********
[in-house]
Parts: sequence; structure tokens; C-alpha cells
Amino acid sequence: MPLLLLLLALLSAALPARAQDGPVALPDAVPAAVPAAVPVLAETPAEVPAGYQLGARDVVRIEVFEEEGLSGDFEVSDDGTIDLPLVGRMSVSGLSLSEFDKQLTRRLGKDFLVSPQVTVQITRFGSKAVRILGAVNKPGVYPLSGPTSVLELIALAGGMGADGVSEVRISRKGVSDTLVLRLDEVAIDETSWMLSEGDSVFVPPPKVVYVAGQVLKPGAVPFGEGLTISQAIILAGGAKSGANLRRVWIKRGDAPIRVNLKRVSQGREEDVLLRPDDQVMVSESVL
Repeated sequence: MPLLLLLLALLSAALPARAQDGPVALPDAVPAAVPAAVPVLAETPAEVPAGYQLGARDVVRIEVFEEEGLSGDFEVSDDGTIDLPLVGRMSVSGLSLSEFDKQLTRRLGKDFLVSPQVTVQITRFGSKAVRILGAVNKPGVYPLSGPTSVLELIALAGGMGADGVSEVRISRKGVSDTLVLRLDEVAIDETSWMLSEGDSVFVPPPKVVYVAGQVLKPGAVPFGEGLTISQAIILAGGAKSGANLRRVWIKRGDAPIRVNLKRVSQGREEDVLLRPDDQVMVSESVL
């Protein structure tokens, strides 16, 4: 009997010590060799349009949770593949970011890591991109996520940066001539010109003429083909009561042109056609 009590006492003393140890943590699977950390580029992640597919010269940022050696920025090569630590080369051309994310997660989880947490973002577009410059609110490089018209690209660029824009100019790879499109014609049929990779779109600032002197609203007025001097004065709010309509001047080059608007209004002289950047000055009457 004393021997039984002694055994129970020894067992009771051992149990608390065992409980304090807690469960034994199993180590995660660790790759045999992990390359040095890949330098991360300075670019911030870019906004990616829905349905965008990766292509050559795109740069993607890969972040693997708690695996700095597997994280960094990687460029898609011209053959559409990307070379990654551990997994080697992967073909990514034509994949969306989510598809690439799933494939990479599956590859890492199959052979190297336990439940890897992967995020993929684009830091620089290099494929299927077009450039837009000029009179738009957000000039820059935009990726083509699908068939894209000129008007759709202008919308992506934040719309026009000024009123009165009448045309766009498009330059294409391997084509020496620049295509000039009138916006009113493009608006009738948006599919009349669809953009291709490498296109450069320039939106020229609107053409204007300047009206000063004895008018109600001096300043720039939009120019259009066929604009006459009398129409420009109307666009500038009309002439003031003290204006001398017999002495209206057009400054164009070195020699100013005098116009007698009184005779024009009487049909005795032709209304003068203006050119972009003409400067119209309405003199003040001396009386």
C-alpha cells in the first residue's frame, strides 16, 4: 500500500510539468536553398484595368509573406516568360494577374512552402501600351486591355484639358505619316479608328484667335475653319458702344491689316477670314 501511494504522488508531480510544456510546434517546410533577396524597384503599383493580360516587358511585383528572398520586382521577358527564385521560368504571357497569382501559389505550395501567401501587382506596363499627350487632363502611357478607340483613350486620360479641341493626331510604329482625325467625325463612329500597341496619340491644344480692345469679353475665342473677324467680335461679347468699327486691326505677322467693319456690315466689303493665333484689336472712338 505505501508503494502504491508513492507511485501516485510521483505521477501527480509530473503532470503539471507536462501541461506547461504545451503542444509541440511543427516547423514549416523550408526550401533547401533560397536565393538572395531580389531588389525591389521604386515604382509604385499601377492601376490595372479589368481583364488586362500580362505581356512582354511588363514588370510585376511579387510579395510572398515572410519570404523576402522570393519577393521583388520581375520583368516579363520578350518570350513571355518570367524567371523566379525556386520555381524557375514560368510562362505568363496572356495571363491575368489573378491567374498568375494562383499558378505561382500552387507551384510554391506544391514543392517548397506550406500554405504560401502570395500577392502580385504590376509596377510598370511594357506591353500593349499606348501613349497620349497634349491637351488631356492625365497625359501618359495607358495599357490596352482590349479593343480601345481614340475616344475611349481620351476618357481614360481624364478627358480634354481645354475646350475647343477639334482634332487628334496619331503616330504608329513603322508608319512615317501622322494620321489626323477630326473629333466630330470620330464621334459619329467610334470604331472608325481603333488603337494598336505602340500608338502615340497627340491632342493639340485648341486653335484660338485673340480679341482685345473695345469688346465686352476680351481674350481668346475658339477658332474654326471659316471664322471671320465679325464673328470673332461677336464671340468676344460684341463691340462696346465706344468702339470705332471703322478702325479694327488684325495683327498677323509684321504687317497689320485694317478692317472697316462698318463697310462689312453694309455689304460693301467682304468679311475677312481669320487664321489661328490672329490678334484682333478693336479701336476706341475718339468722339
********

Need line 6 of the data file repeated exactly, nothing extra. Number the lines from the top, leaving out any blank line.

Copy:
C-alpha cells in the first residue's frame, strides 16, 4: 500500500510539468536553398484595368509573406516568360494577374512552402501600351486591355484639358505619316479608328484667335475653319458702344491689316477670314 501511494504522488508531480510544456510546434517546410533577396524597384503599383493580360516587358511585383528572398520586382521577358527564385521560368504571357497569382501559389505550395501567401501587382506596363499627350487632363502611357478607340483613350486620360479641341493626331510604329482625325467625325463612329500597341496619340491644344480692345469679353475665342473677324467680335461679347468699327486691326505677322467693319456690315466689303493665333484689336472712338 505505501508503494502504491508513492507511485501516485510521483505521477501527480509530473503532470503539471507536462501541461506547461504545451503542444509541440511543427516547423514549416523550408526550401533547401533560397536565393538572395531580389531588389525591389521604386515604382509604385499601377492601376490595372479589368481583364488586362500580362505581356512582354511588363514588370510585376511579387510579395510572398515572410519570404523576402522570393519577393521583388520581375520583368516579363520578350518570350513571355518570367524567371523566379525556386520555381524557375514560368510562362505568363496572356495571363491575368489573378491567374498568375494562383499558378505561382500552387507551384510554391506544391514543392517548397506550406500554405504560401502570395500577392502580385504590376509596377510598370511594357506591353500593349499606348501613349497620349497634349491637351488631356492625365497625359501618359495607358495599357490596352482590349479593343480601345481614340475616344475611349481620351476618357481614360481624364478627358480634354481645354475646350475647343477639334482634332487628334496619331503616330504608329513603322508608319512615317501622322494620321489626323477630326473629333466630330470620330464621334459619329467610334470604331472608325481603333488603337494598336505602340500608338502615340497627340491632342493639340485648341486653335484660338485673340480679341482685345473695345469688346465686352476680351481674350481668346475658339477658332474654326471659316471664322471671320465679325464673328470673332461677336464671340468676344460684341463691340462696346465706344468702339470705332471703322478702325479694327488684325495683327498677323509684321504687317497689320485694317478692317472697316462698318463697310462689312453694309455689304460693301467682304468679311475677312481669320487664321489661328490672329490678334484682333478693336479701336476706341475718339468722339